The benefits, video game hardware developers have realized, lie in the promise of making their products cheaper and more easily accessible to a general audience. Even before its announcement last week that the company was hiring high-profile Hollywood executive Nancy Tellem to lead its new TV-style content development, Microsoft was already taking its Xbox 360 console in a new, television-like direction. After a high profile redesign of their Xbox Live Arcade service (XBLA), the company integrated more television services like Netflix and Hulu into its device last September. Less than a year later, it followed up with a new subscription-based console package that offered users the Xbox 360 for a dramatically reduced price of $99 and access to XBLA for two-years for $14.99 per month.

The $99 console is actually more expensive over its two-year life span than the standard $280.96 console when the subscription is spread over two years. But that’s part of Microsoft's point: it realized that offering television-style subscription rates could net more customers in in the first place once the initial barrier to entry is lowered.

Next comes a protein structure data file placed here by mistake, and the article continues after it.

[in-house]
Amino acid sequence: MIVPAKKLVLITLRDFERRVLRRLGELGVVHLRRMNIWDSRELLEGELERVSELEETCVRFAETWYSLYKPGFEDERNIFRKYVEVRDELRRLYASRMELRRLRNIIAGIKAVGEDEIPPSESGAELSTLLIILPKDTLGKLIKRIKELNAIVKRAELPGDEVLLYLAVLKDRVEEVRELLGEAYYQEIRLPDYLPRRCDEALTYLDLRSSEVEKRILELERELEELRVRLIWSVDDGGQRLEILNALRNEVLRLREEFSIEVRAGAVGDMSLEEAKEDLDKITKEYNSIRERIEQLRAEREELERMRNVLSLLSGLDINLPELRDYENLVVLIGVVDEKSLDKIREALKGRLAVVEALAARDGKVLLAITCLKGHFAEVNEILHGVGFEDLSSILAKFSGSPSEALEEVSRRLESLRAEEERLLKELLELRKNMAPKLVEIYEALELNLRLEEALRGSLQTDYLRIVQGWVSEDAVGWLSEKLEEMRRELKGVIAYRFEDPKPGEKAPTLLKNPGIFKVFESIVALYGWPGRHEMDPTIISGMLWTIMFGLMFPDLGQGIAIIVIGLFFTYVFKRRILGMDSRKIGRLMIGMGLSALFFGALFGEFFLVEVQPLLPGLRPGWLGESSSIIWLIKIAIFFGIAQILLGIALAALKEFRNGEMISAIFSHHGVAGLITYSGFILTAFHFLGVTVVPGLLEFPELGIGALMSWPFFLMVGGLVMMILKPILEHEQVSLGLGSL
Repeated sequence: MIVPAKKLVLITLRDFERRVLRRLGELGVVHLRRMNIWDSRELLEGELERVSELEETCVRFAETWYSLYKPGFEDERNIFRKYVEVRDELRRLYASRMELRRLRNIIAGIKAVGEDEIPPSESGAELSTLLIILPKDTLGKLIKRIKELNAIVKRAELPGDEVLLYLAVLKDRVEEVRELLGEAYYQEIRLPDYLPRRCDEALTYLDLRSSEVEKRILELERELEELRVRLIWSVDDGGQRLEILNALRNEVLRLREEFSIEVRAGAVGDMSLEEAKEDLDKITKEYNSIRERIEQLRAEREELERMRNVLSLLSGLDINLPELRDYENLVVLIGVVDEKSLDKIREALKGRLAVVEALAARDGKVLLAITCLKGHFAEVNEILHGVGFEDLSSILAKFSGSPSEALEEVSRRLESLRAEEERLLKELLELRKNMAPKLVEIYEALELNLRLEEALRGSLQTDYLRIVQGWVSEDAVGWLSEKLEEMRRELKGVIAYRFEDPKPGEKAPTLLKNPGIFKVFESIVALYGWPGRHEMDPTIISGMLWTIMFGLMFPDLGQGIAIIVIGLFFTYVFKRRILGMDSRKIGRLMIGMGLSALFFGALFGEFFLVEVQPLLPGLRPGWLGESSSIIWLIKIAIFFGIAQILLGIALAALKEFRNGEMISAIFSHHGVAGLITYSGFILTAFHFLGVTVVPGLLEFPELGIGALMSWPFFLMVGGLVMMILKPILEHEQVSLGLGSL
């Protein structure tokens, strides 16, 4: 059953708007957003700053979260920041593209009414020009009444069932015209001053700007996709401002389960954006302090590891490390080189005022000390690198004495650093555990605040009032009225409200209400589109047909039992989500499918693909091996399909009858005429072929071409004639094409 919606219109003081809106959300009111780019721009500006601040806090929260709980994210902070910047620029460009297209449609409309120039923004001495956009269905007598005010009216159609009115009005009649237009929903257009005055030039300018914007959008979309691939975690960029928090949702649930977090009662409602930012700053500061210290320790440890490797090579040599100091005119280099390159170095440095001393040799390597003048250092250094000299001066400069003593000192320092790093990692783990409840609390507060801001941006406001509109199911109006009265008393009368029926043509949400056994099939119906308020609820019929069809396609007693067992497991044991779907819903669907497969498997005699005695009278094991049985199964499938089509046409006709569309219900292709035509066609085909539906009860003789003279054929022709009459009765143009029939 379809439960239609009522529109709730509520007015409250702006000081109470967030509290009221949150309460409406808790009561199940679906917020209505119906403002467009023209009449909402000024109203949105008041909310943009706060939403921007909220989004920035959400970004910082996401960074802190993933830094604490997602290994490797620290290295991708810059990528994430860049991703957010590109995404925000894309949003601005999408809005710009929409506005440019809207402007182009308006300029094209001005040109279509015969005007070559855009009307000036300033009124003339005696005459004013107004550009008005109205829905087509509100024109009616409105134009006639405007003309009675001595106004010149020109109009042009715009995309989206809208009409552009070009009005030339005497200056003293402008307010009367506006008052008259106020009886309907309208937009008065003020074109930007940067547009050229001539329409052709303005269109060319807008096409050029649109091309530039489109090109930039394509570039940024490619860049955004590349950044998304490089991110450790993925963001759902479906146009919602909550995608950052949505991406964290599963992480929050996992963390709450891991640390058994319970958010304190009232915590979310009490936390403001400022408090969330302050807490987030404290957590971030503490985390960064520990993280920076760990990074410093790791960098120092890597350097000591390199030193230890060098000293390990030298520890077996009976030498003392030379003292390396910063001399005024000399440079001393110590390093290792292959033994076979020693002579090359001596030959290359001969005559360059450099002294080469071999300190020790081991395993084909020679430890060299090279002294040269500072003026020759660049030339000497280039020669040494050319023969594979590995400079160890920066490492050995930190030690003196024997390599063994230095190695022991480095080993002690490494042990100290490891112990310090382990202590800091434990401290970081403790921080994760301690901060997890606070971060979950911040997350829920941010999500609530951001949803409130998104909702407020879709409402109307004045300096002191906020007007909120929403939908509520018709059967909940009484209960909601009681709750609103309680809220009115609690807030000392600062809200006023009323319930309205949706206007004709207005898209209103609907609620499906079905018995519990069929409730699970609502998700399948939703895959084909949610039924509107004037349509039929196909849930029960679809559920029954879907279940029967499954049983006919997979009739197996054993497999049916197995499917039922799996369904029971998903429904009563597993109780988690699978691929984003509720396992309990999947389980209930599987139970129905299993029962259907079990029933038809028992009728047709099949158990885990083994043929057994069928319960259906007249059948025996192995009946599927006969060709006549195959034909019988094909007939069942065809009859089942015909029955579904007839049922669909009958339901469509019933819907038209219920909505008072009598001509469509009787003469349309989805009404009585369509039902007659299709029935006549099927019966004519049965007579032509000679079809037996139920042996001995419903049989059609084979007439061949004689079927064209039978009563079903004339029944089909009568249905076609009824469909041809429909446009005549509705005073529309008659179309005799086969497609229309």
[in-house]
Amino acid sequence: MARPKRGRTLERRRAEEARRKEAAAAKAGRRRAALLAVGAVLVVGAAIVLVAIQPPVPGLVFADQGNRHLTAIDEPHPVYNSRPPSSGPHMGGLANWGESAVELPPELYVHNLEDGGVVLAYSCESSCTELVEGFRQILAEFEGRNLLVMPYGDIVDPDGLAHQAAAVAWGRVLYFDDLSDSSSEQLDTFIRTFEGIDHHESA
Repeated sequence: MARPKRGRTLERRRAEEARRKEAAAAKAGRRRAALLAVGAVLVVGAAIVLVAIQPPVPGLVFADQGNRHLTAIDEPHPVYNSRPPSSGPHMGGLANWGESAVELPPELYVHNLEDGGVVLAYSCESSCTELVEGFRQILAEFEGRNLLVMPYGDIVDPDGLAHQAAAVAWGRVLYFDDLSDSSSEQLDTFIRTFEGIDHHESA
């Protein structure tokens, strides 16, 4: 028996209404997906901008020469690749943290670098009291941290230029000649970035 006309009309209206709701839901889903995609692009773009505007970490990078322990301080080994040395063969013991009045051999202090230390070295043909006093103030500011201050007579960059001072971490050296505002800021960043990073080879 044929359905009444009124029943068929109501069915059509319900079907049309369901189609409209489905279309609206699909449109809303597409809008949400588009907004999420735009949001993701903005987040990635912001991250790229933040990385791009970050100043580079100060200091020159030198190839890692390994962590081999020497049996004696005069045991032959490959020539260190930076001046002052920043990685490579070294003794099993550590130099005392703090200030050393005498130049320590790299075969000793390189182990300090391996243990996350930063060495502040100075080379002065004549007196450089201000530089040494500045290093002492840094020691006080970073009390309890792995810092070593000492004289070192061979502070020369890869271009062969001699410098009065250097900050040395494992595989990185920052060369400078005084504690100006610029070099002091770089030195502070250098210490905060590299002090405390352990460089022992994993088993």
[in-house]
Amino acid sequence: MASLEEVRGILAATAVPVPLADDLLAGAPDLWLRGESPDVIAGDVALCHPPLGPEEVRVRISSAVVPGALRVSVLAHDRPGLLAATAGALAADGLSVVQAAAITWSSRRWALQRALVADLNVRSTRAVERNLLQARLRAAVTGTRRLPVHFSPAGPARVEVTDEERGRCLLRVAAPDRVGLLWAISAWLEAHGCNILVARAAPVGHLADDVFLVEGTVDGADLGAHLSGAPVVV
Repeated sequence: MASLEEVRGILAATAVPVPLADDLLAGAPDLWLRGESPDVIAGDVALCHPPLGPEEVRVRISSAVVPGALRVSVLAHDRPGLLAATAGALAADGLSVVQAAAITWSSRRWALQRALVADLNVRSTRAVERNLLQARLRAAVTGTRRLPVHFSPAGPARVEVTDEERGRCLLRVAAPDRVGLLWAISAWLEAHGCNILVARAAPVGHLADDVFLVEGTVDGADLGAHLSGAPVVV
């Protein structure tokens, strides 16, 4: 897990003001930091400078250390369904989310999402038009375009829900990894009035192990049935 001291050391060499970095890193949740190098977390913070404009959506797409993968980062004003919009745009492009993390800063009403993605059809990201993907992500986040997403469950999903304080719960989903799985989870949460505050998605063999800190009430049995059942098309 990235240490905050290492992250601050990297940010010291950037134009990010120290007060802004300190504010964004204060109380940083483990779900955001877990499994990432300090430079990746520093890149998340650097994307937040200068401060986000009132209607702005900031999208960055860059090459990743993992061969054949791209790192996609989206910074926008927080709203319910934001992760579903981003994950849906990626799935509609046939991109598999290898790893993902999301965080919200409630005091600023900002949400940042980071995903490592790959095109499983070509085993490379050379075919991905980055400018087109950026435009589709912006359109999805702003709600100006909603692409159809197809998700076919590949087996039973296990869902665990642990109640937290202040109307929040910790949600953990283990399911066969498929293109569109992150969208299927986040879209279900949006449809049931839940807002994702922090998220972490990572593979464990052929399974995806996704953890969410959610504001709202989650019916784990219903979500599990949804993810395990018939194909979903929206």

Only four months old, the subscription plan’s influence on the rest of the industry is already being felt. Valve Software, long an advocate for PC gaming even as console eclipsed the personal computer’s presence at the top of the market, announced a “big picture mode” for its digital distribution service Steam that allows players to access the platform through their TVs. Even Sony, often the most stubbornly resistant to change of the three big console developers, began to admit that it needed to offer cheaper hardware and more unique content.    

For cable companies, the benefit is two-fold. First, there is the revenue itself. According to the research firm NPD Group cited in Bloomberg, the console market was worth $24.1 billion last year in the United States alone.